Masters of Sex
The equality of men and women on the basis of healthy and consensual sex is sex positivity according to the Women and Gender Advocacy Center. Thus, to desire sex positivity is to be inherently feminist.
‘Masters of Sex’ is not a great show. It’s awkward and safe and seems to think that we’re impressed by watching people masturbate. But it’s also this really strange, kind-of cool story all about the masculine ideal and a time traveler who tries to break the cycle of self-hatred that supports it.
The biggest question for the show will obviously be, um, what about the sex? Sex is in the title: the opening sequence bathes in it, and every episode features it. As a big proponent of women’s sexuality I’m pretty much all for it; however, I desperately hope that ‘Masters’ doesn’t just become cheap exhibitionism driving up late night ratings; I want to know that ‘Masters of Sex’ is trying to tell us something in all of the orgasmic moaning (fake or real).
The first season of Showtime’s ‘Masters of Sex’ concluded in December last year. The show was well-received, both critically and popularly, and it has been great to see series find its stride over the course of the season. It would have been devastatingly easy for a show that is ostensibly about the study of female sexuality to turn into a series that highlights white male gate-keepers, however Masters of Sex has managed to avoid this pitfall admirably. Michelle Ashford, the show-runner, put together a largely female writing staff, seemingly as a result the show has some of the best, most fully realized, three-dimensional female characters on television today. Below are some of the things that I have personally found to be highlights of the season.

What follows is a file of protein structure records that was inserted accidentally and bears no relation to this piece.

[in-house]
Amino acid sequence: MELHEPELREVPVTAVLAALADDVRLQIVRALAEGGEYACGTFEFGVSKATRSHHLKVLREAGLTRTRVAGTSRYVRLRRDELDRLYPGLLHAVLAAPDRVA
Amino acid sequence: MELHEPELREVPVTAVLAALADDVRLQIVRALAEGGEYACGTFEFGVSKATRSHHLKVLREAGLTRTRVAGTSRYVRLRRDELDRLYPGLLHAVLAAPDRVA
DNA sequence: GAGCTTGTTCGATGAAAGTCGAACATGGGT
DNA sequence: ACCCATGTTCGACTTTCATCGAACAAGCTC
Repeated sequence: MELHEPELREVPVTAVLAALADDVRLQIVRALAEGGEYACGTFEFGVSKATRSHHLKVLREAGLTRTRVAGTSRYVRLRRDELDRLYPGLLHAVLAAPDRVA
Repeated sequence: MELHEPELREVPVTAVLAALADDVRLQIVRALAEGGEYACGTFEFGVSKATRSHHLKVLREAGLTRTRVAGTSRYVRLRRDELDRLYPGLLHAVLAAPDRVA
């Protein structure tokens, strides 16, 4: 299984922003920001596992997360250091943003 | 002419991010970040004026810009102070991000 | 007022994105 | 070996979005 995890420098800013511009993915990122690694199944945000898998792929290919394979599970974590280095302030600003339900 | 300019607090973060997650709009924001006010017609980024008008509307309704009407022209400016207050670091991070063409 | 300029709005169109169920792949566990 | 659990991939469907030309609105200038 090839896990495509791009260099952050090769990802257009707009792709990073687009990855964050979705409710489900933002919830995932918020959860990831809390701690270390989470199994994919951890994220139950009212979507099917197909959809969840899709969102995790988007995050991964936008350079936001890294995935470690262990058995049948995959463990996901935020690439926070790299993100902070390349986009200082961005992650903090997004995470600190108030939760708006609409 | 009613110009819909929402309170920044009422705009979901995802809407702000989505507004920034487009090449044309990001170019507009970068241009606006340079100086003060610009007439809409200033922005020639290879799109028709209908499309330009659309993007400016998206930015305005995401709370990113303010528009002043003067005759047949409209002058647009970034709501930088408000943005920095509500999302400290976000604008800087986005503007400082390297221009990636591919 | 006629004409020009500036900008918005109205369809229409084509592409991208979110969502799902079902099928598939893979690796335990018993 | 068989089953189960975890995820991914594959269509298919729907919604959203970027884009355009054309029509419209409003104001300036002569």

But, the biggest question for the show will obviously be, um, what about the sex? Sex is in the title: the opening sequence bathes in it, and every episode features it. As a big proponent of women’s sexuality I’m pretty much all for it, however I desperately hope that Masters doesn’t just become cheap exhibitionism driving up late night ratings; I want to know that Masters of Sex is trying to tell us something in all of the orgasmic moaning (fake or real).
Masters of Sex is the most compelling period drama I’ve seen in quite some time, and trust me, I watch a lot of period pieces. I will admit that sometimes the stiffness of the dialogue and the character interaction can get a bit dry – the audience understands that social conventions were different in the past, but that doesn’t necessarily mean that everyone was robotic round-the-clock. I feel the writers have a tendency to use era authenticity as a cop-out for lack of emotional depth or creativity. Though it’s only been four episodes, Masters of Sex boldly rips the buttons off of the post-World War II stereotype of prudishness and conservatism. Below are just a few of the reasons why you should give the show a try, if you haven’t already.
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